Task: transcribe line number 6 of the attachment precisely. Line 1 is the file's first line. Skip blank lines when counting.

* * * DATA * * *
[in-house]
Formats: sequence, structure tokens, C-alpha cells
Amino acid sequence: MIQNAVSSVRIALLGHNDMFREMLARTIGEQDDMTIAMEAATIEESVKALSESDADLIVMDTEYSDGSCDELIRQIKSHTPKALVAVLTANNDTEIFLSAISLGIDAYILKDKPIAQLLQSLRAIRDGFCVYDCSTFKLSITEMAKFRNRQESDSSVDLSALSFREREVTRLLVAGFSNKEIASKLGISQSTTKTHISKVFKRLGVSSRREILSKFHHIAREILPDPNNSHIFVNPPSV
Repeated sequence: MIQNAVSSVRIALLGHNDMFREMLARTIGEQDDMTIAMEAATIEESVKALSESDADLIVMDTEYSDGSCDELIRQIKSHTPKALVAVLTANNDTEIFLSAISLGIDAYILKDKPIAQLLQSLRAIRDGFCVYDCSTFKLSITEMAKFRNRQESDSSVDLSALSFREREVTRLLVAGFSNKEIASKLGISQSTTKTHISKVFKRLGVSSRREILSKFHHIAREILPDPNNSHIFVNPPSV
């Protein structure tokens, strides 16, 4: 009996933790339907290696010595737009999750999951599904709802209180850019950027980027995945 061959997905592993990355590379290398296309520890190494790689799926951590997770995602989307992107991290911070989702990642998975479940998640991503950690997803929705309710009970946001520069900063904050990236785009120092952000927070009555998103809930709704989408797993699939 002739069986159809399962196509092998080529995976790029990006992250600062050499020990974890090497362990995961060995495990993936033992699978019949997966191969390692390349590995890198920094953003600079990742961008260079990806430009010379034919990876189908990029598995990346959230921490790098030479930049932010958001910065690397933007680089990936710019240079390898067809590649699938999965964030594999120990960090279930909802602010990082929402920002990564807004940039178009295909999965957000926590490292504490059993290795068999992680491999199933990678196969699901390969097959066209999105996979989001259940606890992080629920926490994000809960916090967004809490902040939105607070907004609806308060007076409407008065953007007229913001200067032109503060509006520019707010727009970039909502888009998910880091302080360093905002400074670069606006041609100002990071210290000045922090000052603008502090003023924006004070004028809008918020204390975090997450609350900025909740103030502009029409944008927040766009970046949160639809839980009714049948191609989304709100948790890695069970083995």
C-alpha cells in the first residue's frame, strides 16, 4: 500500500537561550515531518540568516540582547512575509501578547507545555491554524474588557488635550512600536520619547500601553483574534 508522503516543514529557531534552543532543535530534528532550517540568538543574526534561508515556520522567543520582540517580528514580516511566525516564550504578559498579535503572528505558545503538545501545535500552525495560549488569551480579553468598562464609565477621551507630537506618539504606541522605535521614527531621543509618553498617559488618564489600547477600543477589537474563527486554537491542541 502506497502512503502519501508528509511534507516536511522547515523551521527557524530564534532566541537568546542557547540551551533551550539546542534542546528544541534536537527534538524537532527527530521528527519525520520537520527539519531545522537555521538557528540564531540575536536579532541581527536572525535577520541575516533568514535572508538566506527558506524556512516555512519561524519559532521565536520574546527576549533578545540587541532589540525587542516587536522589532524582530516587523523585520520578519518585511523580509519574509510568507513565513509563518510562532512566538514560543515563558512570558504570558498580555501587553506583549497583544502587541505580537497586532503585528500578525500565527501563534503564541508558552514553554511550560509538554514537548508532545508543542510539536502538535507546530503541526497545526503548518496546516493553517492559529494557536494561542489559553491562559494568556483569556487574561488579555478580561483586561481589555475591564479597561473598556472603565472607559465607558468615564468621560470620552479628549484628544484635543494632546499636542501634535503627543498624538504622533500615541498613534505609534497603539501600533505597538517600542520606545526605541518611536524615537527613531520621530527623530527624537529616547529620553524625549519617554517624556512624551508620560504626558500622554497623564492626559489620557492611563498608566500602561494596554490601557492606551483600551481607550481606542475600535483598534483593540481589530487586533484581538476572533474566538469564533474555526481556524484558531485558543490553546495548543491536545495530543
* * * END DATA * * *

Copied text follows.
C-alpha cells in the first residue's frame, strides 16, 4: 500500500537561550515531518540568516540582547512575509501578547507545555491554524474588557488635550512600536520619547500601553483574534 508522503516543514529557531534552543532543535530534528532550517540568538543574526534561508515556520522567543520582540517580528514580516511566525516564550504578559498579535503572528505558545503538545501545535500552525495560549488569551480579553468598562464609565477621551507630537506618539504606541522605535521614527531621543509618553498617559488618564489600547477600543477589537474563527486554537491542541 502506497502512503502519501508528509511534507516536511522547515523551521527557524530564534532566541537568546542557547540551551533551550539546542534542546528544541534536537527534538524537532527527530521528527519525520520537520527539519531545522537555521538557528540564531540575536536579532541581527536572525535577520541575516533568514535572508538566506527558506524556512516555512519561524519559532521565536520574546527576549533578545540587541532589540525587542516587536522589532524582530516587523523585520520578519518585511523580509519574509510568507513565513509563518510562532512566538514560543515563558512570558504570558498580555501587553506583549497583544502587541505580537497586532503585528500578525500565527501563534503564541508558552514553554511550560509538554514537548508532545508543542510539536502538535507546530503541526497545526503548518496546516493553517492559529494557536494561542489559553491562559494568556483569556487574561488579555478580561483586561481589555475591564479597561473598556472603565472607559465607558468615564468621560470620552479628549484628544484635543494632546499636542501634535503627543498624538504622533500615541498613534505609534497603539501600533505597538517600542520606545526605541518611536524615537527613531520621530527623530527624537529616547529620553524625549519617554517624556512624551508620560504626558500622554497623564492626559489620557492611563498608566500602561494596554490601557492606551483600551481607550481606542475600535483598534483593540481589530487586533484581538476572533474566538469564533474555526481556524484558531485558543490553546495548543491536545495530543